Dismay as 'stadium' looks set to go ahead
CAMPAIGNERS fighting plans to build a “mini football stadium” in Hanham have been dealt a blow after a report recommended the scheme is approved.
AEK Boco Football Club wants to install four 18.29m floodlights, two covered 50-seater spectator stands and a 1.8m fence around the perimeter of the main pitch.
The scheme has been unpopular with many people living nearby, with 125 letters of objection sent to South Gloucestershire Council outlining concerns.
They fear an increase in noise, traffic problems and anti-social behaviour and say the towering floodlights will illuminate homes nearby.
Their determination has been bolstered by a disturbance which took place on Sunday May 19 when police were called to Greenbank Road.
While unpopular with people living near the site, the scheme has many supporters with 240 people writing letters in support of the plans. They say the club keeps hundreds of youngsters off the streets and the scheme is vital if the AEK is to progress to the Toolstation Western League.
They also point out that anyone with reservations about the floodlights should visit those at Lockleaze Sports which have no light spill due to technological advances.
The club says the floodlights would only be switched on during Saturdays and Wednesday evenings so the impact would be minimal.
The application has been “called in” by Hanham councillor June Bamford due to the large number of objections.
This means a decision will be made by the council's development management committee who are due to visit the site on May 31 with a final decision being made at a meeting on June 13 at Kingswood Civic Centre.
In a 21-page report, council planning officer Patrick Jackson outlines the pros and cons of the scheme, but ultimately recommends the council gives approval.
The report refers to Hanham Parish Council's objection to the scheme, saying the height of the masts and over-spill of light will result in “detrimental impact” for local residents.
Parish councillors also say the scheme is out of character with the area, has insufficient parking at the site which will lead to an increase in on-street parking plus late night matches will lead to increased noise and general disturbance for local residents.
But Mr Jackson said: “Whilst the lit pitch would be more visible to surrounding residents and there may be a degree of secondary glow, it is not concluded that this would translate to an adverse impact on living conditions. Furthermore, the lights would only be used for a restricted period of time.
“It is acknowledged that the respective lighting columns would be visible from neighbouring gardens. That said, given their slight form, it is not considered that the structures would result in any significant overbearing or overshadowing impacts.”
On the issue of noise, Mr Jackson said: “It is noted that complaints have been made to the council’s environmental health team, in relation to the levels of noise created by both players and spectators, as well as during events. The environmental health officer has also outlined that complaints are likely to continue or increase as a result of further intensification of the site. However to date, no statutory nuisance has been substantiated.”
The report also addressed the issue of resulting traffic problems: “The transport officer is satisfied that the provision of floodlights, 2no. stands and fencing would not directly lead to such an increase in visitor numbers, that it would result in a highway safety hazard...the provision of the proposed facilities themselves would be unlikely to attract a significantly higher number of visitors.”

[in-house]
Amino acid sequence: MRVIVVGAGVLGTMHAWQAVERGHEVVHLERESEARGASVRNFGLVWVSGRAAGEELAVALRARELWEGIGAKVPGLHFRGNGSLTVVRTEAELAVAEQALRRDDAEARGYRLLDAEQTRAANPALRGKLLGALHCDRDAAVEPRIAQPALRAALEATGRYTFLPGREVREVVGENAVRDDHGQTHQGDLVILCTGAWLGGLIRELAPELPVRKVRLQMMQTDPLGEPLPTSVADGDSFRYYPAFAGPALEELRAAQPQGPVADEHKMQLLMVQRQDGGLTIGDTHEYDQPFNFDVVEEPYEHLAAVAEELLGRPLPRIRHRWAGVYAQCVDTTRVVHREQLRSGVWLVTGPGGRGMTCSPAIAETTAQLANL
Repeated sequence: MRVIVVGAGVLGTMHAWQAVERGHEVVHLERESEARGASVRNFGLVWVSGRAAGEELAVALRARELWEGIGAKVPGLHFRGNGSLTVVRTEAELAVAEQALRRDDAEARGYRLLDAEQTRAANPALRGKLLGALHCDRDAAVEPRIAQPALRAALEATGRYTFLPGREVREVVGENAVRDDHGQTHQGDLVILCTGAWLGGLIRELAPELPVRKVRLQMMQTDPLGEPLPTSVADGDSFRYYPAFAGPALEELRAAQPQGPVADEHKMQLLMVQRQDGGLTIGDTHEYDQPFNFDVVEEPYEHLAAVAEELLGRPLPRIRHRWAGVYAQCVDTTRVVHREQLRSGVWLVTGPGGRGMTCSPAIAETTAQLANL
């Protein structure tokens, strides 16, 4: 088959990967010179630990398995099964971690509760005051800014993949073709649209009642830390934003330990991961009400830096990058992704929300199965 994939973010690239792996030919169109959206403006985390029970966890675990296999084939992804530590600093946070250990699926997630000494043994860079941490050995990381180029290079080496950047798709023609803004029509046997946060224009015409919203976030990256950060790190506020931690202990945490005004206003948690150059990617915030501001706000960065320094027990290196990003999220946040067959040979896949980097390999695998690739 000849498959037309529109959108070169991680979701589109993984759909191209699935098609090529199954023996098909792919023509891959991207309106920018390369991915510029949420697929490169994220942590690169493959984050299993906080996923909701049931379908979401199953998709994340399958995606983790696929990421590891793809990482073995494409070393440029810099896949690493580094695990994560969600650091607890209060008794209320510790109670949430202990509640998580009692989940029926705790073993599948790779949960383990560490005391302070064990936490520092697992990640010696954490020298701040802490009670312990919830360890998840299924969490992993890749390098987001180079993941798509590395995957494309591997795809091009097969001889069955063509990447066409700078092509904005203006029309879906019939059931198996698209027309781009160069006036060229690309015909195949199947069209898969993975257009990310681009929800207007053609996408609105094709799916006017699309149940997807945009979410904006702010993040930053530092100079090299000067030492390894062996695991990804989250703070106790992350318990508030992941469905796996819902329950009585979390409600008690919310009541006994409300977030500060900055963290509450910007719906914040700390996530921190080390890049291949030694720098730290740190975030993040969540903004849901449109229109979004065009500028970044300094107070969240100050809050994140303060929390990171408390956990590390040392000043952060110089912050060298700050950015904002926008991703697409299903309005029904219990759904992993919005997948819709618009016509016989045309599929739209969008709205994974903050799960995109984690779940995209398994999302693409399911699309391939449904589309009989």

The report concluded that concerns could be addressed through conditions placed on the scheme.
“In terms of identified harms, officers are satisfied that these are adequately addressed by the application of appropriate planning conditions (such as restricting the timing of use of the proposed floodlights) in the event that planning permission is granted. It is not considered that the development proposal would result in a significantly greater level of noise generation. Accordingly, officers conclude that no unacceptable socio-environmental harm has been identified.”
Resident Kim Madan said objectors were planning to put up a dummy mast in time for the site visit so councillors can visualise the height of the floodlights.
“Everyone is very disappointed,” she said.
“I don't think the football club or the council appreciates the stress this has caused the residents with the continual reoccurrence of this situation.
“We are trying to focus on the fact that this is a recommendation rather than a final decision, especially as many of the concerns raised in the application were not addressed in the planning officer's report.
“The dummy floodlight gives an indication of what the visual impact these floodlights will have before the lights are even turned on.”
Tyler Close resident Steve Ashlin said: “Many residents are united in continuing our objection to this application and will react accordingly to each stage of the process.
“Whatever the outcome of this particular application it is clear that South Glos Council have a problem on their hands with the complete breakdown of relations between the football club and the vast majority of nearby neighbours. The large number of objections from people who actually live here clearly support this view.”
If the committee grants approval on June 13, the authority, which owns the land, must decide whether to give “landlord's permission” to allow the club to build the scheme.